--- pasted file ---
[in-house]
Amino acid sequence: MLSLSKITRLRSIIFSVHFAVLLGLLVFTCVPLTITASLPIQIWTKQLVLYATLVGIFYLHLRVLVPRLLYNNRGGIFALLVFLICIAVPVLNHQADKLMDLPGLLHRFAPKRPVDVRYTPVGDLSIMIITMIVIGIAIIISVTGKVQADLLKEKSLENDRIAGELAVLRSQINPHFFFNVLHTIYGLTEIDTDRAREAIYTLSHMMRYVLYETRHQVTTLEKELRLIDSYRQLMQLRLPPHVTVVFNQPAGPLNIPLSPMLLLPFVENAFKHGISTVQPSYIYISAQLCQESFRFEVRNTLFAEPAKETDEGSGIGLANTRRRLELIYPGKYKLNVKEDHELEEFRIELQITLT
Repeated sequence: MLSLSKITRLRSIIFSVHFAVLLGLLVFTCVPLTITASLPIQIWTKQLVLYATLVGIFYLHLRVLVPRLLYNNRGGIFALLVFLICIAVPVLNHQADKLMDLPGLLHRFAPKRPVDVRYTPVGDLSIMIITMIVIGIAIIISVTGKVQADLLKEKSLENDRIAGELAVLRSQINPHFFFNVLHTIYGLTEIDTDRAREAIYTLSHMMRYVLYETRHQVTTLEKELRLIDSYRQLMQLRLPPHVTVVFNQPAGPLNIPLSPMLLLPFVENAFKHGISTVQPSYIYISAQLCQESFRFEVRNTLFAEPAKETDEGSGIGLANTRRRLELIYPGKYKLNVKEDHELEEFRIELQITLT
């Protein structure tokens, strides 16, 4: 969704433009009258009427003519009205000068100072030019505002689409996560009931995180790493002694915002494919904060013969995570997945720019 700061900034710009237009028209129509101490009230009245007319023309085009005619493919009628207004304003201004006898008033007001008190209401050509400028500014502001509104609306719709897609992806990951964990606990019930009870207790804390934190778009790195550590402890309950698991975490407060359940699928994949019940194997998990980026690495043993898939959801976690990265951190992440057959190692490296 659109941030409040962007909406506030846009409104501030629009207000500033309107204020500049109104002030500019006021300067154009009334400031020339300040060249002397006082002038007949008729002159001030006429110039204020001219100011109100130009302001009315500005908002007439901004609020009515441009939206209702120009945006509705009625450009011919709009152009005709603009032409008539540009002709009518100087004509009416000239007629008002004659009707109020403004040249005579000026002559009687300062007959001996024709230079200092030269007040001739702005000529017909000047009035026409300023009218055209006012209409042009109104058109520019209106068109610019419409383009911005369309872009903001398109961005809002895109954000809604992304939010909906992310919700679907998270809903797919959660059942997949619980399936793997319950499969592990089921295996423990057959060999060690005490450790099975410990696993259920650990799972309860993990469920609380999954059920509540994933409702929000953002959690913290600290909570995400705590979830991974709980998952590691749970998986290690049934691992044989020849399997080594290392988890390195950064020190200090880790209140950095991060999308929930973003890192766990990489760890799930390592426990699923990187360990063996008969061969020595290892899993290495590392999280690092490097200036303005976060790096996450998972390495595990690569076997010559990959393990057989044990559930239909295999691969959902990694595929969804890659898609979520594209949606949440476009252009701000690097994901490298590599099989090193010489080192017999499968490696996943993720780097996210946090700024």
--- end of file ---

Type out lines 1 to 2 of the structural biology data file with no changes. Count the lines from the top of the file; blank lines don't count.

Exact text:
[in-house]
Amino acid sequence: MLSLSKITRLRSIIFSVHFAVLLGLLVFTCVPLTITASLPIQIWTKQLVLYATLVGIFYLHLRVLVPRLLYNNRGGIFALLVFLICIAVPVLNHQADKLMDLPGLLHRFAPKRPVDVRYTPVGDLSIMIITMIVIGIAIIISVTGKVQADLLKEKSLENDRIAGELAVLRSQINPHFFFNVLHTIYGLTEIDTDRAREAIYTLSHMMRYVLYETRHQVTTLEKELRLIDSYRQLMQLRLPPHVTVVFNQPAGPLNIPLSPMLLLPFVENAFKHGISTVQPSYIYISAQLCQESFRFEVRNTLFAEPAKETDEGSGIGLANTRRRLELIYPGKYKLNVKEDHELEEFRIELQITLT